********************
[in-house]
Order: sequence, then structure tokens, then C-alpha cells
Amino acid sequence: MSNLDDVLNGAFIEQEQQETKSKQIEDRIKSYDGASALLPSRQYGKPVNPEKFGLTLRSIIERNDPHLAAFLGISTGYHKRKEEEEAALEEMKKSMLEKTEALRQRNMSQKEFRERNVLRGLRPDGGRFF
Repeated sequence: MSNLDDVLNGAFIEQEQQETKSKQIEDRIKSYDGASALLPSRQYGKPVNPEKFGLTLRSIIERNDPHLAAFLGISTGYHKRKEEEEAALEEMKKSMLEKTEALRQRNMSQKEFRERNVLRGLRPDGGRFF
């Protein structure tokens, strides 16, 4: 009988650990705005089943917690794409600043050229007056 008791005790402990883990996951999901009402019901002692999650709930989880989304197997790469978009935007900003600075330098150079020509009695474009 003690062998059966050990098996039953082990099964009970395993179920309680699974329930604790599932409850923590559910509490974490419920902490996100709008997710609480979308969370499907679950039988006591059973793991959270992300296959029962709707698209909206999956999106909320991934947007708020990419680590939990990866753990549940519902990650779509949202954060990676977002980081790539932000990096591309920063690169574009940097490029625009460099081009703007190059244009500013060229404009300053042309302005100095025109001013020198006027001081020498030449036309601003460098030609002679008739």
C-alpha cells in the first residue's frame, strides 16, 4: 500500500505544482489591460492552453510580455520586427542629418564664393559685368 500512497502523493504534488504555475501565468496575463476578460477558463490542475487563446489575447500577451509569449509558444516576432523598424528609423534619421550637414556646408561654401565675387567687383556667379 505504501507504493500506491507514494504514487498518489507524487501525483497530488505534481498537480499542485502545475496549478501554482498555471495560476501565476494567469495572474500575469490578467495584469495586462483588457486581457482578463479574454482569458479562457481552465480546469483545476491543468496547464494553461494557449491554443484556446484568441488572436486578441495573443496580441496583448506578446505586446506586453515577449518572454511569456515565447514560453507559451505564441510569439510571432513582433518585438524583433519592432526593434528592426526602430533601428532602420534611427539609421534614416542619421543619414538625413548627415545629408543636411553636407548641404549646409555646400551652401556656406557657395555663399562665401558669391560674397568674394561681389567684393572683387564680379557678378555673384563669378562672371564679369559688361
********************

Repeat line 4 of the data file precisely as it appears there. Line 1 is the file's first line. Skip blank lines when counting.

Repeated sequence: MSNLDDVLNGAFIEQEQQETKSKQIEDRIKSYDGASALLPSRQYGKPVNPEKFGLTLRSIIERNDPHLAAFLGISTGYHKRKEEEEAALEEMKKSMLEKTEALRQRNMSQKEFRERNVLRGLRPDGGRFF